There is a group of variable pairs of stars known as Algol-type binaries. They are named after the prototype member of this class: Algol, a bright multiple star system in the Perseus constellation. In these stellar couples, the star that was originally brighter, more massive, and more evolved ends up being dimmer and lighter, stripped of material by its companion.
This sordid tale of thievery has many uncertainties, but a new study suggests several exciting phenomena that can explain how the mass transfer between stars takes place. Researchers from the Yunnan Observatories of the Chinese Academy of Science have studied binary system KIC 06852488. As reported in The Astronomical Journal, the peculiar properties of this system could be the blueprint for how Algol variables work.
KIC 06852488 is made of a primary component that is pulsating, and a secondary component with a very strong magnetic field. By using data from NASA's Kepler and Transiting Exoplanet Survey Satellite (TESS), the team was able to track the changes in brightness for the two stars.
It appears that the system experiences the O’Connell effect. As these two stars orbit each other, they periodically pass in front of each other. This is something we can easily track with the brightness profile (the light curve), and they should get equally bright in the two periods in their orbit when they are side-by-side. But one of these side-by-side regions is much brighter than the other; this is the O’Connell effect.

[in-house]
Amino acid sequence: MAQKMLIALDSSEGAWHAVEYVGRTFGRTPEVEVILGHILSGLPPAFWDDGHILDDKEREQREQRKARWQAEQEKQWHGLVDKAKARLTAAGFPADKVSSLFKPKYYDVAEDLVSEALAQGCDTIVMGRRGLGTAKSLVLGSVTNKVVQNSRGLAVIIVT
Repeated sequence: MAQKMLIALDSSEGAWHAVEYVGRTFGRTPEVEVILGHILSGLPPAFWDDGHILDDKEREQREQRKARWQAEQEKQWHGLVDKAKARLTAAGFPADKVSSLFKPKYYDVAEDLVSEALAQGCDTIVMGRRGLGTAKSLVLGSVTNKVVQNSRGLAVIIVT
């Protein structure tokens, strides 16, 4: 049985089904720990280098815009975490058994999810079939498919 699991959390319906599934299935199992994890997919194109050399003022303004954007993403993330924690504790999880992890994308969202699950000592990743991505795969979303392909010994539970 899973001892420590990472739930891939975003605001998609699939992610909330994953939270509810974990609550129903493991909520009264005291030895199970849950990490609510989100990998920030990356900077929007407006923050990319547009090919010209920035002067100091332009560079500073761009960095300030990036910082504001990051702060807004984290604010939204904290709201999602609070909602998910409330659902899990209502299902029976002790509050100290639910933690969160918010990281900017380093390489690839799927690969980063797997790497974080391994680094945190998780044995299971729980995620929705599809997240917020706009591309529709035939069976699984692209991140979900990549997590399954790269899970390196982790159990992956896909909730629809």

"The variation of the O'Connell effect could be explained by an evolving hot spot on the primary component and an evolving cool spot on the secondary component, and their positions are almost symmetrical with the inner Lagrange L1 point," co-author Professor Sheng-bang Qian said in a statement.
The L1 point is the area where the gravitational pull between the two objects is balanced out, at the point where the two stars are facing each other. Sunspots are related to the magnetic activity of the Sun, and these starspots are likely related to the magnetic activity as well as the stars’ gravitational pull on each other.
The team also reports the detection of six optical flares from the secondary star, all of which were in the energy class of superflares – another indication of major magnetic activity. The secondary star is puffed up, almost completely filling its Roche lobe, the region where its gravity reigns supreme. If material goes beyond the Roche lobe, it would be captured by its companion.
The study raises some intriguing points on the complex lives of binary stars. Algol variables make up 9 percent of all known variable stars, so understanding their formation and evolution is very important.